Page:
Pot de Crème

Ingredients:
2 cups Heavy Cream
6 Egg Yolks
1 cup Granulated Sugar
1 cup Semi-Sweet Chocolate nibs
1 Tbsp Vanilla Extract
Water for cooking
Whipped Cream for topping

Directions:

  • Preheat Oven to 325°F
  • In a large bowl beat the Egg Yolks with 1 cup of Heavy Cream, Vanilla, and Sugar.
  • In a double boiler, melt the Chocolate and other 1/2 cup of Cream.
  • Slowly add the Chocolate Mixture to the Egg Yolks and mix well. Do not add all the Chocolate at once, or it may cook the Eggs!
  • Divide the Mixture into 6 Ramekins or similar oven-proof dishes. Traditionally, you could use Espresso Cups.
  • Place the filled Ramekins into a baking dish, and fill the dish with water so that the water comes up about 1 inch around the Ramekins. If you have a baking dish that has a lid, use that. Otherwise, you will need to cover the baking dish with Aluminum Foil.
  • Bake for 25-30 minutes, until the custard begins to set, but is still jiggly.
  • Remove and cool, then chill until you serve (at least 1/2 an hour).
  • Garnish with a dollop of Whipped Cream

Makes 6 Ramekin-sized servings, or 8-10 Espresso-sized servings.

NOTES: So I fell in love with this dish when I happened upon it at a French restaurant called Singe Vert in New York. I asked my chef mentor Philippe Fallait about the dish, and he said it was not as hard as people think but also very rich and that I did not want to know how many egg yolks went into it. Well after much trepidation, I finally built up the nerve to look into this dish–and this year I finally made my recipe and executed it. It was a hit with my closest friends (who are very particular and honest)–I was very excited.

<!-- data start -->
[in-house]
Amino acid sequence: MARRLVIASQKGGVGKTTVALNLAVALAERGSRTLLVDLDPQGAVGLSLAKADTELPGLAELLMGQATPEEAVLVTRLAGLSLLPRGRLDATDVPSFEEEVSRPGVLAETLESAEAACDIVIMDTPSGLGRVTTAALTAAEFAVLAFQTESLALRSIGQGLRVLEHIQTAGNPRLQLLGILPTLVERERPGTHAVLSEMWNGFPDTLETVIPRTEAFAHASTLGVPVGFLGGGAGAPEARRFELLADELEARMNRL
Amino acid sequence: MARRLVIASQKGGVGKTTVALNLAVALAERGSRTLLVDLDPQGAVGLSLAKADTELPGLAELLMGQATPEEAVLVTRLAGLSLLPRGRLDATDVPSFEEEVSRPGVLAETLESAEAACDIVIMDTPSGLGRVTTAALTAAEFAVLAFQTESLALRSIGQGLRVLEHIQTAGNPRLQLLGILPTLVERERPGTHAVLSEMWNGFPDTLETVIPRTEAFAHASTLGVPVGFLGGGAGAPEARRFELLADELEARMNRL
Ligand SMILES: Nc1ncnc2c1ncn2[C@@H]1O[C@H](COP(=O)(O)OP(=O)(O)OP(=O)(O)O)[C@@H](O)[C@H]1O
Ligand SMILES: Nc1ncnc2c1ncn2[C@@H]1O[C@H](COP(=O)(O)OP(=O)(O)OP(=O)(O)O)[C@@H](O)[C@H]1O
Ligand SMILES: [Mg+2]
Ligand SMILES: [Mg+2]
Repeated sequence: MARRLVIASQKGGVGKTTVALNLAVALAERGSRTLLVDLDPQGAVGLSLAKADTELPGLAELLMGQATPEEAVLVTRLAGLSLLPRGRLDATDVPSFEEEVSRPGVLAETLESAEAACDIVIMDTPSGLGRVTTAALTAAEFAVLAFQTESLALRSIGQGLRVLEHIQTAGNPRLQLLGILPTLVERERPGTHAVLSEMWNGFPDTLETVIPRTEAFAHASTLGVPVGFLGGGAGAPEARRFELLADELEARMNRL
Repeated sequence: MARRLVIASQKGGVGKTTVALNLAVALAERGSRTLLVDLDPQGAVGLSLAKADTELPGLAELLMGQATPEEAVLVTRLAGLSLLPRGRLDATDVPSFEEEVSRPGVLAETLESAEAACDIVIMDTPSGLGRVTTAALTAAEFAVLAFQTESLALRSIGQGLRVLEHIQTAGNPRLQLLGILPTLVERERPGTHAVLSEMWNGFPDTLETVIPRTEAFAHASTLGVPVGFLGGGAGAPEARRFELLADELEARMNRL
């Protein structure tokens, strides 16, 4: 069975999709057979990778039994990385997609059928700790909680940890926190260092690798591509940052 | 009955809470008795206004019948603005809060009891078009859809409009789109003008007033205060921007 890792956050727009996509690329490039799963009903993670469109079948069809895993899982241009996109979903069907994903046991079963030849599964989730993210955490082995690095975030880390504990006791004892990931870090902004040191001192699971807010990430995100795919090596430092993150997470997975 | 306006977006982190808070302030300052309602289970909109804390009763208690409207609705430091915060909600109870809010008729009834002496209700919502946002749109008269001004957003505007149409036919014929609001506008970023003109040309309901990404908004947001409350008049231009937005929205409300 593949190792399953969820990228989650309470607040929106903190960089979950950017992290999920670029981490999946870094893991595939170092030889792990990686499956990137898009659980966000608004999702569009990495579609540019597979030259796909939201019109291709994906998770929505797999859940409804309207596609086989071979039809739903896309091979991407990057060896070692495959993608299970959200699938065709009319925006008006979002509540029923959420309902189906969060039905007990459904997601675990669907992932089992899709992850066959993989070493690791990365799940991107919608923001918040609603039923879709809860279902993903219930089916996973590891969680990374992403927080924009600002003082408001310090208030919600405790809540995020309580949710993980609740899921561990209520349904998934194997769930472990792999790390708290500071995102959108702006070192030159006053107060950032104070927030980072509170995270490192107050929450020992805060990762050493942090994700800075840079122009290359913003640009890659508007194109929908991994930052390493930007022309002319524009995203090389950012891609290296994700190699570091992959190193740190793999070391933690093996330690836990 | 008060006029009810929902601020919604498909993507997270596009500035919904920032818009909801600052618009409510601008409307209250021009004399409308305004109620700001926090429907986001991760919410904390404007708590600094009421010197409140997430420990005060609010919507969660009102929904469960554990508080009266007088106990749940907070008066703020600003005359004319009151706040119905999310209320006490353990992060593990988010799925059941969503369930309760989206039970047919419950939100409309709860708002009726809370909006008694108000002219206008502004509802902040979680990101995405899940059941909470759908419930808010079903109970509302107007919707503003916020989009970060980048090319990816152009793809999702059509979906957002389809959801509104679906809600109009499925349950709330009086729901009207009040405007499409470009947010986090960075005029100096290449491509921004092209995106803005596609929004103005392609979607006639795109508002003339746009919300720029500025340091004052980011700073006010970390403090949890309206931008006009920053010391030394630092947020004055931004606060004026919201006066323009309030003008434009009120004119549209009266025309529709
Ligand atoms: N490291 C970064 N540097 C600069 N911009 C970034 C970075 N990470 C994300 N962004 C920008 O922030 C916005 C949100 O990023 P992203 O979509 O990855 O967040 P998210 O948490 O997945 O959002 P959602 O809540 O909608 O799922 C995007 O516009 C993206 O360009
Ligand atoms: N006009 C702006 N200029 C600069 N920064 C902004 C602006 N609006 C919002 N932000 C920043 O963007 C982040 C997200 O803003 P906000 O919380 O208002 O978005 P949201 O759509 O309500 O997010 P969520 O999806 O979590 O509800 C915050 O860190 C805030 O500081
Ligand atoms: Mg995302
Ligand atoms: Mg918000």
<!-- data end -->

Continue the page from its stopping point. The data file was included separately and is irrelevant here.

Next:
So Pot de Creme is not a custard, not a pudding, and not a mousse, but is very similar to all of those. It is creamy and silky smooth, and very rich.

Baked Mahi Mahi with a Bruschetta Topping

Baked Mahi Mahi with a Bruschetta Topping

Ingredients:
4 10-12 oz Fillets Mahi Mahi, skin-on
Salt and Pepper to Taste
2 Tbsp Butter, divided
Olive Oil just a drizzle

Bruschetta Topping
6-8 Plum Tomatoes
2 cloves Garlic, minced
1 yellow Onion, minced
1 Tbsp Capers, minced